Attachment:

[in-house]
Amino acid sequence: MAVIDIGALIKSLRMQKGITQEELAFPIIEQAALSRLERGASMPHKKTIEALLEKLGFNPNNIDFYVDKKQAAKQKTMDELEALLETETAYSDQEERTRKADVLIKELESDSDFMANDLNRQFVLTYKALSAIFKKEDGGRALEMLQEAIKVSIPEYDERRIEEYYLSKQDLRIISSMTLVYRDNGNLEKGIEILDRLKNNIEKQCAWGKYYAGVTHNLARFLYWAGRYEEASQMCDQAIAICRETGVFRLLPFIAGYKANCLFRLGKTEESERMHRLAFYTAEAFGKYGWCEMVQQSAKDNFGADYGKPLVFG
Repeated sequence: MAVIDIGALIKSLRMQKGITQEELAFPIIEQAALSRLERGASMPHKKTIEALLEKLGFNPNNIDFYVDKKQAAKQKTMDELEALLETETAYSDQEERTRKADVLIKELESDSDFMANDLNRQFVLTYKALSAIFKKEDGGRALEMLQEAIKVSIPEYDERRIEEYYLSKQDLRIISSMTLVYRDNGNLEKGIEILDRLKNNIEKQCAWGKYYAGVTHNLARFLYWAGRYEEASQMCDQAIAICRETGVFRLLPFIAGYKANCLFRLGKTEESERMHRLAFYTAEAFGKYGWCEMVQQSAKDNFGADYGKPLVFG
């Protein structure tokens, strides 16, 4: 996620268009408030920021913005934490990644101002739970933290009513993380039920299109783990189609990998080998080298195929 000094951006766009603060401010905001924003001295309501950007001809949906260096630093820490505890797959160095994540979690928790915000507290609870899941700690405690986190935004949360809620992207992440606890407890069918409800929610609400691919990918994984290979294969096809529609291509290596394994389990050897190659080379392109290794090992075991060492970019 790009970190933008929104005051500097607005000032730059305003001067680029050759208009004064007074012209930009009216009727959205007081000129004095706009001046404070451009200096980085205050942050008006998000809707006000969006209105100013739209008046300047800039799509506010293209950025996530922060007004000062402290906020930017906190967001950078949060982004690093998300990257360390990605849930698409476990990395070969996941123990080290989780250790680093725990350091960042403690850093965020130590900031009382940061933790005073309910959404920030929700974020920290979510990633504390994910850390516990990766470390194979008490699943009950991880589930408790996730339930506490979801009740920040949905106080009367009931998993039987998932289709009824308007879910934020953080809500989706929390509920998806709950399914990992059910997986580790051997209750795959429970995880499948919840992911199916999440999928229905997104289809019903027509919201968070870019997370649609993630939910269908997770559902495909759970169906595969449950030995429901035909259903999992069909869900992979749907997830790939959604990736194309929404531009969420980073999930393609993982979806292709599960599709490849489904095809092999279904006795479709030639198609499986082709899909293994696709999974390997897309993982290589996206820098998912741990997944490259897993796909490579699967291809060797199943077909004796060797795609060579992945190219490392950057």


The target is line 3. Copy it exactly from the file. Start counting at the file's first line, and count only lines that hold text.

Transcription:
Repeated sequence: MAVIDIGALIKSLRMQKGITQEELAFPIIEQAALSRLERGASMPHKKTIEALLEKLGFNPNNIDFYVDKKQAAKQKTMDELEALLETETAYSDQEERTRKADVLIKELESDSDFMANDLNRQFVLTYKALSAIFKKEDGGRALEMLQEAIKVSIPEYDERRIEEYYLSKQDLRIISSMTLVYRDNGNLEKGIEILDRLKNNIEKQCAWGKYYAGVTHNLARFLYWAGRYEEASQMCDQAIAICRETGVFRLLPFIAGYKANCLFRLGKTEESERMHRLAFYTAEAFGKYGWCEMVQQSAKDNFGADYGKPLVFG